Global sea levels could rise two or even three times higher over the next century than the UN previously estimated, according to a study by the U.S. National Research Council.
The Tehran Times reports that a committee of experts has taken previous UN data and evaluated it against new data the council collected, updating projections with new data on the polar ice caps melting, believing that this is one reason the sea level is rising more rapidly than expected.
As a result, the NRC estimates that global sea levels will rise between 22 and 55 inches by the year 2100. The Tehran Times reports that Robert Dalrymple, committee chair and professor of civil engineering at Johns Hopkins University stated:
“Our answers are pretty much in line with what others have done except that the IPCC was a little timid in 2007 about the ice contribution, so using more current information about the ice melt we have a bigger contribution there.”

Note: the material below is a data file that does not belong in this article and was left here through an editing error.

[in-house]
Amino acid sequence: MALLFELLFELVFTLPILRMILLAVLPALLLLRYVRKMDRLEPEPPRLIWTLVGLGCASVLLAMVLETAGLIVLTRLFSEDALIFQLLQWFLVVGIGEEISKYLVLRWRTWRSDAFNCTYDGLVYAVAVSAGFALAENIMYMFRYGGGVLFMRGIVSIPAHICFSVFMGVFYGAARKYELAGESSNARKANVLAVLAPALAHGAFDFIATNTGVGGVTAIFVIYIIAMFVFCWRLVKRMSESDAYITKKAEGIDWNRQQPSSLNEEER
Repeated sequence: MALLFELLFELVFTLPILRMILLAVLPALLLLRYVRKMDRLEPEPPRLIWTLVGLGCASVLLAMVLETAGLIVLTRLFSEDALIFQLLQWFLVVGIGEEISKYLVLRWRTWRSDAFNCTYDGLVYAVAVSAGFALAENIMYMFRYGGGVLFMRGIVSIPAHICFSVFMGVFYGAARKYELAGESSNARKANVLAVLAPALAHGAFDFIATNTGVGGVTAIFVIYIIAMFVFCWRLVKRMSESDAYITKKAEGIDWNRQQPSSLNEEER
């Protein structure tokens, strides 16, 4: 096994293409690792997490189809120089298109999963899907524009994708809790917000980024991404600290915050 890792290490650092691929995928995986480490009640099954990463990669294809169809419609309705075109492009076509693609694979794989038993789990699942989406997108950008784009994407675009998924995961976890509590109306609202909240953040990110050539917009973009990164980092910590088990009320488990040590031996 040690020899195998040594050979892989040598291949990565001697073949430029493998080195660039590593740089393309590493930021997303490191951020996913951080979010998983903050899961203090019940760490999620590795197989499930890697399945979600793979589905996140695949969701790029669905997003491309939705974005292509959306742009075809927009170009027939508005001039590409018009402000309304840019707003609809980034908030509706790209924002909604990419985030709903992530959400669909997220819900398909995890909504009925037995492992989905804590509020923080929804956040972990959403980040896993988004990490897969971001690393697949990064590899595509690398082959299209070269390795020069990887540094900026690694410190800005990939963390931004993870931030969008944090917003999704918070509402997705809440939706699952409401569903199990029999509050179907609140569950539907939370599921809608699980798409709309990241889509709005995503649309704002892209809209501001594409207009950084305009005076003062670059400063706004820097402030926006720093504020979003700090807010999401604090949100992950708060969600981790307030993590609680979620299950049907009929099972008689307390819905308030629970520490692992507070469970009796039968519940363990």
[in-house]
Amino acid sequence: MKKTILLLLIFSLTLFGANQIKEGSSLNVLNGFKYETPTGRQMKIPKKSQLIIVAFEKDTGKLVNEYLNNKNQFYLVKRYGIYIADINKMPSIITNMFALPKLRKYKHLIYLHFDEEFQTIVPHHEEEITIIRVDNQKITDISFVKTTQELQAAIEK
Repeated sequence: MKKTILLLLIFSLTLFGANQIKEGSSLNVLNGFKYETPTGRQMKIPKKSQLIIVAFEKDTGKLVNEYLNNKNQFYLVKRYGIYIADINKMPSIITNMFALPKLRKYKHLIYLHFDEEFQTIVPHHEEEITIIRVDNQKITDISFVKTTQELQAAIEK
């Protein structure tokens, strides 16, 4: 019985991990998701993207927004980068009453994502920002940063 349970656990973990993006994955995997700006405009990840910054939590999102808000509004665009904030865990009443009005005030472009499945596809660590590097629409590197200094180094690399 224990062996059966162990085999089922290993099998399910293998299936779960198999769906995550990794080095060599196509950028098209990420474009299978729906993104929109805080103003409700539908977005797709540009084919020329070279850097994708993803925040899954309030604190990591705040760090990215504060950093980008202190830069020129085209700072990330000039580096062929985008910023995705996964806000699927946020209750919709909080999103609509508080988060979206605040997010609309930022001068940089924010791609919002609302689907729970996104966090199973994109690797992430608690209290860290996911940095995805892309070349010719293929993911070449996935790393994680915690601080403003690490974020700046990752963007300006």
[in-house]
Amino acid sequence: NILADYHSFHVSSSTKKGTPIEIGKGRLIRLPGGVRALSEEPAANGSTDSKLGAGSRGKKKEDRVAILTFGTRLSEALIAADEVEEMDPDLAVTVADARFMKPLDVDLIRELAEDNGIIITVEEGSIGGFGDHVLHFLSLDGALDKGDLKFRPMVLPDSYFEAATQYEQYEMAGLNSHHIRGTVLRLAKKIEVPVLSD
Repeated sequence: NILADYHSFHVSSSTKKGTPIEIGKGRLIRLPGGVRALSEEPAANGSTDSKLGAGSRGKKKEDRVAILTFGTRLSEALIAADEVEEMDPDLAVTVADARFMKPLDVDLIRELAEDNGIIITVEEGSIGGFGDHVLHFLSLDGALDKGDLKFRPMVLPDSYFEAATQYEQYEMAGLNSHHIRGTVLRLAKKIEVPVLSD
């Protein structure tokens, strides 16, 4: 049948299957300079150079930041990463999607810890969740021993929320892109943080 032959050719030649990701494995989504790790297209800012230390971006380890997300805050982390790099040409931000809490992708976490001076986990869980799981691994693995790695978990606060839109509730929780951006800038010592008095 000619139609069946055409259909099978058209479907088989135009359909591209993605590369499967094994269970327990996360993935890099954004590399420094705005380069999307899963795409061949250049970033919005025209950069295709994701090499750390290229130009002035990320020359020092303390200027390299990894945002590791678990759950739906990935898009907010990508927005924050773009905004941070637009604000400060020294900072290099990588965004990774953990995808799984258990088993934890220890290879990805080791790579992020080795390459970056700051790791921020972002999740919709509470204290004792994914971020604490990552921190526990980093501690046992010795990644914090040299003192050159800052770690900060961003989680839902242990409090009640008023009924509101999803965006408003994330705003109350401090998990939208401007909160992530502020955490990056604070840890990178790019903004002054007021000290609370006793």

France 24 reports that researchers are using a wide range within each estimate, because of increasing uncertainty about sea level projections, because they do not have all of the data they need to assess what could happen further into the future. They do predict in the near future that there will be a global sea level rise of three to nine inches by 2030, and seven to 19 inches by the year 2050.
According to France 24, the committee came together because of an executive order from California, who requested a sea level rise assessment in order to inform preparations for coastal impact, and also to have detailed predictions for the U.S. West Coast. The NRC found that the sea level will most likely rise faster than global estimates in southern California, because of land erosion and subsiding coastline.
The northern part of the state, as well as the coasts of Oregon and Washington will most likely see less of an impact than the rest of the world, because, the report states that:
“The lower sea levels projected for northern California, Washington and Oregon coasts are because the land is rising largely due to plate tectonics. In this region, the ocean plate is descending below the continental plate at the Cascadia Subduction Zone, pushing up the coast.”